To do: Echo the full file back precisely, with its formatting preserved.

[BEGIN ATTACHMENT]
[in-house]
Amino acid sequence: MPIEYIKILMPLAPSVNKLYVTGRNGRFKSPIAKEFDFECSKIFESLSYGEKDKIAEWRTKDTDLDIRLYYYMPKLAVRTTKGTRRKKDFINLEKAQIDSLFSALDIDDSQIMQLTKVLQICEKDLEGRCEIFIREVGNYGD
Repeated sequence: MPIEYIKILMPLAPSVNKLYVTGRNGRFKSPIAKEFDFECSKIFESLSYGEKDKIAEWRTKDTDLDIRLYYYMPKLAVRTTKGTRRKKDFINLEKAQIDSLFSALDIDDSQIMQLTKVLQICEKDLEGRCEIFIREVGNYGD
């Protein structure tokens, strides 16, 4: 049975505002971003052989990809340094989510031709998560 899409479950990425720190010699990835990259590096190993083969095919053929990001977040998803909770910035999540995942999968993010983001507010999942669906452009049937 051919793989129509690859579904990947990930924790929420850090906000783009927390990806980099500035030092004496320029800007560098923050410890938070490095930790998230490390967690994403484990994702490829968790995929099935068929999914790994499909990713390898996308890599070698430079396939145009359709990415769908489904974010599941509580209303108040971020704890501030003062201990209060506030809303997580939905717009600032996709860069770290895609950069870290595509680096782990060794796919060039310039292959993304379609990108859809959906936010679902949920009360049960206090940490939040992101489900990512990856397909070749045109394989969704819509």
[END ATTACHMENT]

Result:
[in-house]
Amino acid sequence: MPIEYIKILMPLAPSVNKLYVTGRNGRFKSPIAKEFDFECSKIFESLSYGEKDKIAEWRTKDTDLDIRLYYYMPKLAVRTTKGTRRKKDFINLEKAQIDSLFSALDIDDSQIMQLTKVLQICEKDLEGRCEIFIREVGNYGD
Repeated sequence: MPIEYIKILMPLAPSVNKLYVTGRNGRFKSPIAKEFDFECSKIFESLSYGEKDKIAEWRTKDTDLDIRLYYYMPKLAVRTTKGTRRKKDFINLEKAQIDSLFSALDIDDSQIMQLTKVLQICEKDLEGRCEIFIREVGNYGD
């Protein structure tokens, strides 16, 4: 049975505002971003052989990809340094989510031709998560 899409479950990425720190010699990835990259590096190993083969095919053929990001977040998803909770910035999540995942999968993010983001507010999942669906452009049937 051919793989129509690859579904990947990930924790929420850090906000783009927390990806980099500035030092004496320029800007560098923050410890938070490095930790998230490390967690994403484990994702490829968790995929099935068929999914790994499909990713390898996308890599070698430079396939145009359709990415769908489904974010599941509580209303108040971020704890501030003062201990209060506030809303997580939905717009600032996709860069770290895609950069870290595509680096782990060794796919060039310039292959993304379609990108859809959906936010679902949920009360049960206090940490939040992101489900990512990856397909070749045109394989969704819509």